zbMATH — the first resource for mathematics

\( F_{S T}\) and the triangle inequality for biallelic markers. (English) Zbl 07208408
Summary: The population differentiation statistic \(F_{S T}\), introduced by Sewall Wright, is often treated as a pairwise distance measure between populations. As was known to Wright, however, \( F_{S T}\) is not a true metric because allele frequencies exist for which it does not satisfy the triangle inequality. We prove that a stronger result holds: for biallelic markers whose allele frequencies differ across three populations, \( F_{S T} never\) satisfies the triangle inequality. We study the deviation from the triangle inequality as a function of the allele frequencies of three populations, identifying the frequency vector at which the deviation is maximal. We also examine the implications of the failure of the triangle inequality for four-point conditions for placement of groups of four populations on evolutionary trees. Next, we study the extent to which \(F_{S T}\) fails to satisfy the triangle inequality in human genomic data, finding that some loci produce deviations near the maximum. We provide results describing the consequences of the theory for various types of data analysis, including multidimensional scaling and inference of neighbor-joining trees from pairwise \(F_{S T}\) matrices.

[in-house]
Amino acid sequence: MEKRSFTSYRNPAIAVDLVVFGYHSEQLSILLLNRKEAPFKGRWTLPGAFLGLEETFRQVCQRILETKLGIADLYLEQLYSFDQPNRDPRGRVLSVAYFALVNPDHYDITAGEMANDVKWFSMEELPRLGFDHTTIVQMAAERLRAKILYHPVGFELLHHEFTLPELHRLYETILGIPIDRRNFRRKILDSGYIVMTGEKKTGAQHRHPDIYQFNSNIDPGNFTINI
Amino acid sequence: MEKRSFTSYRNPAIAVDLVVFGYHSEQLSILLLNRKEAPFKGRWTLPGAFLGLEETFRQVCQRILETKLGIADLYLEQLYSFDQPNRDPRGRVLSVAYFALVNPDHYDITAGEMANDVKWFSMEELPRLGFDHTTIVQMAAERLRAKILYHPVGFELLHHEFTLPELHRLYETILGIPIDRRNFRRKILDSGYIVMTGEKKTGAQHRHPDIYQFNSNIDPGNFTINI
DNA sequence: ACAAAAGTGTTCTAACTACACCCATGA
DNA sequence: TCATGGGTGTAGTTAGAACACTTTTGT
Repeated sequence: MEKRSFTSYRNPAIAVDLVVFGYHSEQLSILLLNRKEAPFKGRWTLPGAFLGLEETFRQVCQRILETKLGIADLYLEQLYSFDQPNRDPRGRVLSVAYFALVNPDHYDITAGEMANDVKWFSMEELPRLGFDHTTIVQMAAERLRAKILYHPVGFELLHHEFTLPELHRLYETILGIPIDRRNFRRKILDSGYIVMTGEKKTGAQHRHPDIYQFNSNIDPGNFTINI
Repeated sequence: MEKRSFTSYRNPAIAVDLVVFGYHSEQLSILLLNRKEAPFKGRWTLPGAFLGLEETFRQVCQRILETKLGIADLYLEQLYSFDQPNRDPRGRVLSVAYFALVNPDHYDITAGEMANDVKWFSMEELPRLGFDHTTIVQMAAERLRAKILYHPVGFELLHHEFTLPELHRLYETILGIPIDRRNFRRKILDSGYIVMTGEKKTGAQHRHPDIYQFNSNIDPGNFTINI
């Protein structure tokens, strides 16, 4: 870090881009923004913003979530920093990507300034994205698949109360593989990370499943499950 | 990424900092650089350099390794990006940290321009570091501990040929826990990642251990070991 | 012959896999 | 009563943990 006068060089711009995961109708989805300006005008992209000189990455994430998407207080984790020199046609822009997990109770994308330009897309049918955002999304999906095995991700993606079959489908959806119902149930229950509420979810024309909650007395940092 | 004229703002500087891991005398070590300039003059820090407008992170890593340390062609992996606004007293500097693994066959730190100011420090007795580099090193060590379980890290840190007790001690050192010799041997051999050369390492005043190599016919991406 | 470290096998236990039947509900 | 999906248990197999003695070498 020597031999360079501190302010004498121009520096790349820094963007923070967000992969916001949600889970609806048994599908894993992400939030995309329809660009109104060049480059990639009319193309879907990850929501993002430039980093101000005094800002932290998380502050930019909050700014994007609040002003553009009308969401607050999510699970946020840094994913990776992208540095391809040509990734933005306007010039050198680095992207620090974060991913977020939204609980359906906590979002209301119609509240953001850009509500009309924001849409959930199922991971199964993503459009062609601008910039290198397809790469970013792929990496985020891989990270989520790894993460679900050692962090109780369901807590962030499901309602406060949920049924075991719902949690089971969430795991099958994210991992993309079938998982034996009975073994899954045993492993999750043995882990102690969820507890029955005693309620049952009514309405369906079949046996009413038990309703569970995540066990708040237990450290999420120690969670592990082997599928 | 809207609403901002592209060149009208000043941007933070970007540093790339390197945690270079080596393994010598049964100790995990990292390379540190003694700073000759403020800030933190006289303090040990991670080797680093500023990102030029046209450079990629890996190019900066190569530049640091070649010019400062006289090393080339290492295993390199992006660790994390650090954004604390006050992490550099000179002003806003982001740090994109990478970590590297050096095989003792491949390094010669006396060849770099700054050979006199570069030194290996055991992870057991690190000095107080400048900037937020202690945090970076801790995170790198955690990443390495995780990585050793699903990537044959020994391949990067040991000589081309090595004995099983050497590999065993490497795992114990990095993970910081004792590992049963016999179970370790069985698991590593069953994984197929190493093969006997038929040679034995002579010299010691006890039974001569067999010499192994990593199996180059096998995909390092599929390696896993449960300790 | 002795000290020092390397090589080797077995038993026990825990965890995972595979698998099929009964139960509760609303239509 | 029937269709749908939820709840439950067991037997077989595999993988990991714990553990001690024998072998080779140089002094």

92 Biology and other natural sciences
Full Text: DOI
[1] Atteson, K., The performance of neighbor-joining methods for phylogenetic reconstruction, Algorithmica, 25, 251-278 (1999) · Zbl 0938.68747
[2] Bosch, E.; Calafell, F.; Pérez-Lezaun, A.; Clarimón, J.; Comas, D.; Mateu, E.; Martínez-Arias, R.; Morera, B.; Brakez, Z.; Akhayat, O.; Sefiani, A.; Hariti, G.; Cambon-Thomsen, A.; Bertranpetit, J., Genetic structure of north-west Africa revealed by STR analysis, Eur. J. Human. Genet., 8, 360-366 (2000)
[3] Buneman, P., A note on the metric properties of trees, J. Combin. Theory B, 17, 48-50 (1974) · Zbl 0286.05102
[4] Cailliez, F., The analytical solution of the additive constant problem, Psychometrika, 48, 305-308 (1983) · Zbl 0534.62079